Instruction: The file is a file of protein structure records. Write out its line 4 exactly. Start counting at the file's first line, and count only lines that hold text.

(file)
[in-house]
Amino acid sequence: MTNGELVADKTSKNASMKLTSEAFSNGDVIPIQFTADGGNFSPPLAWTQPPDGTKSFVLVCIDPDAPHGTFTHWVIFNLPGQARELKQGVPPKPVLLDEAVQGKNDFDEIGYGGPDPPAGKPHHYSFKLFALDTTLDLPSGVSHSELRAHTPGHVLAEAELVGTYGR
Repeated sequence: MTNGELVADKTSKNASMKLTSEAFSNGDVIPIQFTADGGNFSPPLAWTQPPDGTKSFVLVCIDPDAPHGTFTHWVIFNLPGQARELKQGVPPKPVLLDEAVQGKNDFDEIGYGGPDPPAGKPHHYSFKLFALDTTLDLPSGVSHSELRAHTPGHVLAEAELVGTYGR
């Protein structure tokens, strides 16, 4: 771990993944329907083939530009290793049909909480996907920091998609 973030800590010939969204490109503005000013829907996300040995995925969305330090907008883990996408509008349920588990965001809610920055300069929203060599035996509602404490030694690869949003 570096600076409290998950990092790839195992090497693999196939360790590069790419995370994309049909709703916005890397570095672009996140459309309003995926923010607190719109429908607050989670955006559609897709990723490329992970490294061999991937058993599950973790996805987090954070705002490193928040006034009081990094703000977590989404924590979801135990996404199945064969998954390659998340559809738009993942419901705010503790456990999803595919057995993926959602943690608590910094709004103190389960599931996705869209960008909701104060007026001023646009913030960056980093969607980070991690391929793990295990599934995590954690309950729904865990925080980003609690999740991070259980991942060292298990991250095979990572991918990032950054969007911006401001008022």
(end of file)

């Protein structure tokens, strides 16, 4: 771990993944329907083939530009290793049909909480996907920091998609 973030800590010939969204490109503005000013829907996300040995995925969305330090907008883990996408509008349920588990965001809610920055300069929203060599035996509602404490030694690869949003 570096600076409290998950990092790839195992090497693999196939360790590069790419995370994309049909709703916005890397570095672009996140459309309003995926923010607190719109429908607050989670955006559609897709990723490329992970490294061999991937058993599950973790996805987090954070705002490193928040006034009081990094703000977590989404924590979801135990996404199945064969998954390659998340559809738009993942419901705010503790456990999803595919057995993926959602943690608590910094709004103190389960599931996705869209960008909701104060007026001023646009913030960056980093969607980070991690391929793990295990599934995590954690309950729904865990925080980003609690999740991070259980991942060292298990991250095979990572991918990032950054969007911006401001008022």